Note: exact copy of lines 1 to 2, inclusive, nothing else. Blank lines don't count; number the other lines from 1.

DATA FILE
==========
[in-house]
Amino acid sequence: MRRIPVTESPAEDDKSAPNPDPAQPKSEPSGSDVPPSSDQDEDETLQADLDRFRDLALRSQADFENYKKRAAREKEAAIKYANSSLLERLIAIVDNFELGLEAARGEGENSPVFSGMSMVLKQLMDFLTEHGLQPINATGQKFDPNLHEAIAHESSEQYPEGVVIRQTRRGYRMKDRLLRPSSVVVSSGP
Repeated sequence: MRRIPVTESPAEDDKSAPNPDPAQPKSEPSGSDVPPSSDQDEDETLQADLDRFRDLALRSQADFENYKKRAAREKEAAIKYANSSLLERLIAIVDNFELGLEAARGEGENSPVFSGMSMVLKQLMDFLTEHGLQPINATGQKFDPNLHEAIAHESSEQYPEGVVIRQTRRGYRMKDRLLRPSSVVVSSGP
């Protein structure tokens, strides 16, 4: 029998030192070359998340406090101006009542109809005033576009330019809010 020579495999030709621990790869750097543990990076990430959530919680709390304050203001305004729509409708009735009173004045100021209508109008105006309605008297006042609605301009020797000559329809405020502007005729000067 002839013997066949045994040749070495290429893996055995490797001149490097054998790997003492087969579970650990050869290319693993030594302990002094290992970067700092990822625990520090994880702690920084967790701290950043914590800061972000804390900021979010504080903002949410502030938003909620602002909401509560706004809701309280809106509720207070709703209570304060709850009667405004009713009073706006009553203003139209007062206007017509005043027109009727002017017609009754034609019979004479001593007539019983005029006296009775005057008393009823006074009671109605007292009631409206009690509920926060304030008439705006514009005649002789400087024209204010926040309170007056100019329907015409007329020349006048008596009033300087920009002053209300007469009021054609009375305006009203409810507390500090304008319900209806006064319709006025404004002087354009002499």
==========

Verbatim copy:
[in-house]
Amino acid sequence: MRRIPVTESPAEDDKSAPNPDPAQPKSEPSGSDVPPSSDQDEDETLQADLDRFRDLALRSQADFENYKKRAAREKEAAIKYANSSLLERLIAIVDNFELGLEAARGEGENSPVFSGMSMVLKQLMDFLTEHGLQPINATGQKFDPNLHEAIAHESSEQYPEGVVIRQTRRGYRMKDRLLRPSSVVVSSGP